Six years ago, after starting with the self-immolation of Mohamed Bouazizi, a wave of protests in the Arabian Middle East toppled several governments and gave voice to a new generation of activists. Mobilizing Ideas marks this anniversary with a dialogue entitled, “Movement Trajectories: The Arab Spring Six Years On.” For a second month we ask our contributors to consider the pathways of movements after the period of mass mobilization, specifically looking at the countries of the Arab Spring.
Many thanks to our fantastic group of contributors.
Rauf Arif, Texas Tech University (essay)
Dana M. Moss, University of Pittsburgh (essay)
Daniel Ritter, Stockholm University (essay)
Editors in Chief,
Grace Yukich, David Ortiz, Rory McVeigh, Guillermo Trejo
By Dana M. Moss
The Arab Spring and its early victories heralded new hope for liberal change in the Middle Eastern region. Six years later, its aftermath has wrought unfathomable tragedies. War in Yemen has produced the world’s largest humanitarian catastrophe, leaving 19 million (69% of the population) in urgent need of aid and 10 million on the brink of starvation. Thousands have been killed in Libya’s ongoing civil war between government forces loyal to an autocratic general, local militias, and extremists. Syria has become a theater of horrors leaving half a million dead and 13 million in need of humanitarian aid. About five million Syrians have fled, and those who remain risk being bombarded from the sky, starved on the ground, and tortured to death in regime prisons. Continue reading
In her recent book, Donatella della Porta explores the often disappointing outcomes of democracy-seeking social movements by asking “where did the revolution go?” The task she sets for herself is similar to the one bestowed upon the participants of this exchange, namely “to consider the pathways of movements after the period of mass mobilization.” In other words, what became of the large crowds that epitomized the 2011 wave of uprisings in the Middle East and North Africa, and, perhaps more importantly, are we likely to see them again anytime soon? Continue reading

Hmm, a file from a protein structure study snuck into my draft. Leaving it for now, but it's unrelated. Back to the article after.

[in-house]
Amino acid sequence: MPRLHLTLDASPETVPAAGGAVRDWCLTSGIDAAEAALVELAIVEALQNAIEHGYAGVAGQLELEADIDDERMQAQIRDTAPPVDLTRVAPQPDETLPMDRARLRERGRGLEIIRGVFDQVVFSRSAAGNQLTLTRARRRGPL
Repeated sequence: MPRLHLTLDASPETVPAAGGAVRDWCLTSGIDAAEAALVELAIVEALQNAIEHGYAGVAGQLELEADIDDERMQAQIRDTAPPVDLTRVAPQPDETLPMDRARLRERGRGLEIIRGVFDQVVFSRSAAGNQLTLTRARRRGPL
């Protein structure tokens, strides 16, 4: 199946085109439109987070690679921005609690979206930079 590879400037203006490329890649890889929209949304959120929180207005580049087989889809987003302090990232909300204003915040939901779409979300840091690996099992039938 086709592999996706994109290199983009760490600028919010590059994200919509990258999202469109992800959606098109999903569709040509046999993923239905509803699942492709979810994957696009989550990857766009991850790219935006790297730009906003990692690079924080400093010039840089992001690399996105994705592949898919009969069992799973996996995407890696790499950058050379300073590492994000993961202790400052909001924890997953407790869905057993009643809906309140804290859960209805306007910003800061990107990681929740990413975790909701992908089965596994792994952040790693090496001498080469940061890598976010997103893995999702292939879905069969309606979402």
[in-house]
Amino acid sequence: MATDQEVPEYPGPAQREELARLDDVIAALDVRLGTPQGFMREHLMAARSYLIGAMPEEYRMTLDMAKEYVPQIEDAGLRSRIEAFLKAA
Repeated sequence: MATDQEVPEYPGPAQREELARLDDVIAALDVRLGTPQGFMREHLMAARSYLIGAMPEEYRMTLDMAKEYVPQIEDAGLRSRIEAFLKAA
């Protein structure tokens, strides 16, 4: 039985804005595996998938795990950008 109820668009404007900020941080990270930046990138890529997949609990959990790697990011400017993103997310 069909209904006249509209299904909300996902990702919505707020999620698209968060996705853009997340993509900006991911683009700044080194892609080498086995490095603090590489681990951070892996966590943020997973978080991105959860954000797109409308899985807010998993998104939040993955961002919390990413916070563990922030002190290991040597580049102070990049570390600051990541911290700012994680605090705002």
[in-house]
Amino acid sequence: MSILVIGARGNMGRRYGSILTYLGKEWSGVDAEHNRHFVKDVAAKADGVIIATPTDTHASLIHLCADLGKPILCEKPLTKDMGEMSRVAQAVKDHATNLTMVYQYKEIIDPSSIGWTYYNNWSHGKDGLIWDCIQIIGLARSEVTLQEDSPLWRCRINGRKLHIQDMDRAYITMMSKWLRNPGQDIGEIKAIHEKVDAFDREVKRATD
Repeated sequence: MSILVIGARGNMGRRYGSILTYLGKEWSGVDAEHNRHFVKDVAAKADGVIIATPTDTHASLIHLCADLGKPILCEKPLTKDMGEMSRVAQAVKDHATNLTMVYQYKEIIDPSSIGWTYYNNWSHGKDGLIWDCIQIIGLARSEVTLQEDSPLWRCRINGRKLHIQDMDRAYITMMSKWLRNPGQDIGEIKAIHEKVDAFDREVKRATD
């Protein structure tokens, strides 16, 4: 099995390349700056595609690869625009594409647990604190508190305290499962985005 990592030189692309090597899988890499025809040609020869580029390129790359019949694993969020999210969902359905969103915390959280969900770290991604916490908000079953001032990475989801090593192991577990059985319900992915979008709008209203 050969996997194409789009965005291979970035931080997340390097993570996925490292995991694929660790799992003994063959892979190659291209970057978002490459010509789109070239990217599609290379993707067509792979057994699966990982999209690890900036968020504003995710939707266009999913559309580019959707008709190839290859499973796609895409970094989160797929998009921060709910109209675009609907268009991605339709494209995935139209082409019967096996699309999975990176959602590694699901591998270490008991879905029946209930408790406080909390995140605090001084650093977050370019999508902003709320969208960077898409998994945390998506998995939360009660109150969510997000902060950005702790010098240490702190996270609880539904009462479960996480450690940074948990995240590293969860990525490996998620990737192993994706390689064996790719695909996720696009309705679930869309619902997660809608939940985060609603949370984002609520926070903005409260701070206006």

The 2011 political uprisings in the Middle East, frequently referred to as the “Arab Spring,” that had shaken several countries in the Muslim World, are being referred to as iconic collective memory of our recent past as these historical events created unstoppable ripples in the stagnant political culture of the Arab region. As commonly believed, these political uprisings started from Tunisia in late 2010, when a Tunisian street vendor, Mohammad Bouazizi, doused himself with gasoline and self-immolated in protest against poor economic conditions and police brutality (Arif 2014; Harb 2011; Mir 2011). This incident paved the way for online and offline political protests in 18 Arab countries in North Africa and the Middle East (Ghannam 2011), and points toward a new era of social movements and protests in the digital age. While looking back at what happened six years ago in the Muslim majority countries’ landscape, through this short essay, I would like to highlight an important theoretical paradigm of “collective memory,” which majority of mass media scholars failed to recognize while trying to make sense of the unprecedented collective action in the Arab region. Continue reading
Three relevant pieces of research about social movements and the Arab Spring:
Mobilization Journal’s special issue on the Arab Spring:
Howard, Philip N., and Muzammil M. Hussain. 2013. “Democracy’s fourth wave?: digital media and the Arab Spring.” Oxford University Press.
Alimi, Eitan Y., and David S. Meyer. 2011. “Seasons of change: Arab Spring and political opportunities.” Swiss Political Science Review 17.4: 475-479.
You risked your life for freedom, dignity, justice, and equality. You took days and weeks from other responsibilities – from your family, your school, your work — in order to serve your nation. You convinced yourself that you were building a better future. Now you ask yourself, was it worth it? Continue reading
Jack Goldstone famously argued that revolutions are like earthquakes: unpredictable. Once an earthquake happens, however, we study it to learn something new (Goldstone 1991: 59, 149). In the same vein, sociologists Mohamed Bamyeh and Sari Hanafi recently stated “Revolutions, therefore, are opportunities to learn something new. The worst analytical insult to a revolution is to use it as an opportunity to apply mechanically an existing theory or model.” (Bamyeh and Hanafi 2015: 343) What can we learn from the Arab Spring today, 6 years later? A general Google search brings up 11,700,000 entries that roughly have some version of “Lessons from the Arab spring” in the title. These lessons/conclusions vary from blaming some actors (such as the political Islamists, or the “revolutionary youth”) or forces of the old regimes (such as the military or the security apparatuses), or the elite (intellectual or the political elite, which varies from liberal, nationalists to Marxist leftists) or discussing the problem of a lack of organization or leadership. And there is a multitude of lessons to be learned, depending on the perspective of the scholar or observer. Continue reading